Research News

Krovi named ASME fellow

UB researcher Venkat Krovi, right, working with a robotic surgical device.

Venkat Krovi, right, works with a robotic surgical device. Photo: Douglas Levere

By CORY NEALON

Published December 3, 2015

UB robotics expert Venkat Krovi has been named a fellow of the American Society of Mechanical Engineers.

Fellowship is bestowed upon members who have made significant contributions to mechanical engineering. Less than 3,500 of ASME’s approximate 140,000 members have received the honor.

Krovi, professor of mechanical and aerospace engineering in the School of Engineering and Applied Sciences, was cited for “contributions spanning the lifecycle design and modeling to evaluation and verification of mechanical and mechatronic systems in several domains, including customized assistive devices and distributed robotic systems,” according to ASME.

As director of UB’s Automation, Robotics and Mechatronics (ARM) laboratory, Krovi’s research focuses on the lifecycle — design, modeling, analysis, control, implementation and verification — of a new generation of smart, embedded mechanical, mechatronic and robotic systems. This includes how robots work together, how humans interact with robots, surgical robots and the evolving role that robots will play in business and society.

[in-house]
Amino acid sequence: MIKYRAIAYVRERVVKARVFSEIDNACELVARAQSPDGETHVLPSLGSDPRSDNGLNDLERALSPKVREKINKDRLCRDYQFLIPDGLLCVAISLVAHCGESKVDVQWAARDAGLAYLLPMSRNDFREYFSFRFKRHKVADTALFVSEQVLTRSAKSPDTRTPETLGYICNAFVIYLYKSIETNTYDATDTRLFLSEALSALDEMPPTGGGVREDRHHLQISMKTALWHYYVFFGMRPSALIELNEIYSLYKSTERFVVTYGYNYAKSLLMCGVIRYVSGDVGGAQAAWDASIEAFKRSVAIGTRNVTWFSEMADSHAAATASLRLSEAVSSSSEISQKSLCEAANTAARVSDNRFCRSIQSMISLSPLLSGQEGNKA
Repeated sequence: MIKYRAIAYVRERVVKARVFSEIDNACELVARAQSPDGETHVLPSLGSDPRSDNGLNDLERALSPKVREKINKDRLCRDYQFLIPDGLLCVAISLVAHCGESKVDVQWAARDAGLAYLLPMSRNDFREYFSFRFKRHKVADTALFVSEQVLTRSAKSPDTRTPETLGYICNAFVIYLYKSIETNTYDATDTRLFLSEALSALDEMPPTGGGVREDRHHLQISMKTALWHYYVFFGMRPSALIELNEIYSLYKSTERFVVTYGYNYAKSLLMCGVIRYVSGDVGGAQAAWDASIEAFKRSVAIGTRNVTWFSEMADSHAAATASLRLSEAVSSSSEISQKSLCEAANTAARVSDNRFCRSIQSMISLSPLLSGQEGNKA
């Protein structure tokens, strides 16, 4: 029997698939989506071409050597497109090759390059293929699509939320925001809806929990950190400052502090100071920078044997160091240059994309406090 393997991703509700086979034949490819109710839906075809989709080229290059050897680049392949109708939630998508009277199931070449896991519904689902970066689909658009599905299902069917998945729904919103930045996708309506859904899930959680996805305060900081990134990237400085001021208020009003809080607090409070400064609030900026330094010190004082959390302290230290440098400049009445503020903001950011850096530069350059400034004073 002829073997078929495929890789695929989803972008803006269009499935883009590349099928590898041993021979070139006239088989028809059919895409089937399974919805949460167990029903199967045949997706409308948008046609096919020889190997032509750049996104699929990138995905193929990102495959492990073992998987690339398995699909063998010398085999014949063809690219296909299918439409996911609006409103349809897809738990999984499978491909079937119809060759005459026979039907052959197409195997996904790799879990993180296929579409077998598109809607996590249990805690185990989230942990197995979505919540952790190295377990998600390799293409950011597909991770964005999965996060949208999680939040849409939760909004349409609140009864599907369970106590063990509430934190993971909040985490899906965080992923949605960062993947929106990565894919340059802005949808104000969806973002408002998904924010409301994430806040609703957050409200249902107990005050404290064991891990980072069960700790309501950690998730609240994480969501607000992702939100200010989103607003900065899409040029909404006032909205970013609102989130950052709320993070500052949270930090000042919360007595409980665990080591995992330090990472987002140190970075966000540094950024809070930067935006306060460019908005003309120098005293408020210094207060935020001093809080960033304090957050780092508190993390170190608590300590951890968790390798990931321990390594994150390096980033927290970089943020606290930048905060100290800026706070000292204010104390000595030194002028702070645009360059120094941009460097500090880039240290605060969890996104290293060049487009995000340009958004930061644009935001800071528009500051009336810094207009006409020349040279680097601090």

Krovi joined the UB faculty in 2001. He co-holds two U.S. patents, has authored or co-authored nearly 140 peer-reviewed articles and supervised 10 doctoral students, 33 master’s students and numerous undergraduate students at UB. He has received more than $2.4 million in research grants from government, academia and industry.

Krovi has served on numerous committees for ASME and other scientific bodies; has organized international conferences, including ASME’s 2014 International Design Engineering Technical Conferences in 2014; and has served as editor on a handful of academic journals. At UB, he serves on the executive committee of the Techne Institute for Arts and Emerging Technologies, and as the primary liaison with the Digital Manufacturing and Design Innovation Institute in Chicago.

He received a doctorate in mechanical engineering and applied mechanics from the University of Pennsylvania.